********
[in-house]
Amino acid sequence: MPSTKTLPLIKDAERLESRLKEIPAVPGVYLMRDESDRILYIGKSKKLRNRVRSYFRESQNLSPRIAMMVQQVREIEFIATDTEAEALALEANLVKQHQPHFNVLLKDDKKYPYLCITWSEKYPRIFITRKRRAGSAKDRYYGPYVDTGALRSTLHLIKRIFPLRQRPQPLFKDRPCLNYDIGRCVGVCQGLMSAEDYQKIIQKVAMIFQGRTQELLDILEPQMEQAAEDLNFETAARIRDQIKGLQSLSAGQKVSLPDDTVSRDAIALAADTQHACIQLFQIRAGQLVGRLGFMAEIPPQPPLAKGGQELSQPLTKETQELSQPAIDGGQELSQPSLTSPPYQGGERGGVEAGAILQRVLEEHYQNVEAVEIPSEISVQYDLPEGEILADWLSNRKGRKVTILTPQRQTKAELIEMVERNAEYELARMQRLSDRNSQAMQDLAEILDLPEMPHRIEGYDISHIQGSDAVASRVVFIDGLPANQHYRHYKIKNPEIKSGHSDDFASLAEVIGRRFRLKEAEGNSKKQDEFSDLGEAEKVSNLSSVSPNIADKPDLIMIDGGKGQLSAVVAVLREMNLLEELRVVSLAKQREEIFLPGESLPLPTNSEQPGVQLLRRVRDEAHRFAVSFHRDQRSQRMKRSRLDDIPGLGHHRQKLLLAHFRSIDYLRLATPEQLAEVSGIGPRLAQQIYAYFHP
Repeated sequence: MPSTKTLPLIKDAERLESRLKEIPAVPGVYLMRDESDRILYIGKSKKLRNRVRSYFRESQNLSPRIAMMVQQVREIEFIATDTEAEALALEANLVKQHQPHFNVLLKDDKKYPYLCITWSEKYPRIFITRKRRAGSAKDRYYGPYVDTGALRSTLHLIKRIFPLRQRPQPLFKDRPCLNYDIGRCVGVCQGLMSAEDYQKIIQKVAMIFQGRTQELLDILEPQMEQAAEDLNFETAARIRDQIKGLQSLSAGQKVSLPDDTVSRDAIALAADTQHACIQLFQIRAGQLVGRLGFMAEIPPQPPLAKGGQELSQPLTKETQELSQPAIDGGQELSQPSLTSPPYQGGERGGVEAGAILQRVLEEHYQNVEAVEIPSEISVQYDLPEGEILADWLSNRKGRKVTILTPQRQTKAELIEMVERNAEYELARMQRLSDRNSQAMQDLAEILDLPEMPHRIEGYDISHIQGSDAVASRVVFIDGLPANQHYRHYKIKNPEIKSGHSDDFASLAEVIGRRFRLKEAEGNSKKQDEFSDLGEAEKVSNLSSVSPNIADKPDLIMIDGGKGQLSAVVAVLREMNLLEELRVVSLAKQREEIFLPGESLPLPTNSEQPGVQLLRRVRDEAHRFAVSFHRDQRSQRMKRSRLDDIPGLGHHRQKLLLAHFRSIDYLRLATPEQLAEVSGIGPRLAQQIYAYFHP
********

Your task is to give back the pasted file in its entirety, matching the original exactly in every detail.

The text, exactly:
[in-house]
Amino acid sequence: MPSTKTLPLIKDAERLESRLKEIPAVPGVYLMRDESDRILYIGKSKKLRNRVRSYFRESQNLSPRIAMMVQQVREIEFIATDTEAEALALEANLVKQHQPHFNVLLKDDKKYPYLCITWSEKYPRIFITRKRRAGSAKDRYYGPYVDTGALRSTLHLIKRIFPLRQRPQPLFKDRPCLNYDIGRCVGVCQGLMSAEDYQKIIQKVAMIFQGRTQELLDILEPQMEQAAEDLNFETAARIRDQIKGLQSLSAGQKVSLPDDTVSRDAIALAADTQHACIQLFQIRAGQLVGRLGFMAEIPPQPPLAKGGQELSQPLTKETQELSQPAIDGGQELSQPSLTSPPYQGGERGGVEAGAILQRVLEEHYQNVEAVEIPSEISVQYDLPEGEILADWLSNRKGRKVTILTPQRQTKAELIEMVERNAEYELARMQRLSDRNSQAMQDLAEILDLPEMPHRIEGYDISHIQGSDAVASRVVFIDGLPANQHYRHYKIKNPEIKSGHSDDFASLAEVIGRRFRLKEAEGNSKKQDEFSDLGEAEKVSNLSSVSPNIADKPDLIMIDGGKGQLSAVVAVLREMNLLEELRVVSLAKQREEIFLPGESLPLPTNSEQPGVQLLRRVRDEAHRFAVSFHRDQRSQRMKRSRLDDIPGLGHHRQKLLLAHFRSIDYLRLATPEQLAEVSGIGPRLAQQIYAYFHP
Repeated sequence: MPSTKTLPLIKDAERLESRLKEIPAVPGVYLMRDESDRILYIGKSKKLRNRVRSYFRESQNLSPRIAMMVQQVREIEFIATDTEAEALALEANLVKQHQPHFNVLLKDDKKYPYLCITWSEKYPRIFITRKRRAGSAKDRYYGPYVDTGALRSTLHLIKRIFPLRQRPQPLFKDRPCLNYDIGRCVGVCQGLMSAEDYQKIIQKVAMIFQGRTQELLDILEPQMEQAAEDLNFETAARIRDQIKGLQSLSAGQKVSLPDDTVSRDAIALAADTQHACIQLFQIRAGQLVGRLGFMAEIPPQPPLAKGGQELSQPLTKETQELSQPAIDGGQELSQPSLTSPPYQGGERGGVEAGAILQRVLEEHYQNVEAVEIPSEISVQYDLPEGEILADWLSNRKGRKVTILTPQRQTKAELIEMVERNAEYELARMQRLSDRNSQAMQDLAEILDLPEMPHRIEGYDISHIQGSDAVASRVVFIDGLPANQHYRHYKIKNPEIKSGHSDDFASLAEVIGRRFRLKEAEGNSKKQDEFSDLGEAEKVSNLSSVSPNIADKPDLIMIDGGKGQLSAVVAVLREMNLLEELRVVSLAKQREEIFLPGESLPLPTNSEQPGVQLLRRVRDEAHRFAVSFHRDQRSQRMKRSRLDDIPGLGHHRQKLLLAHFRSIDYLRLATPEQLAEVSGIGPRLAQQIYAYFHP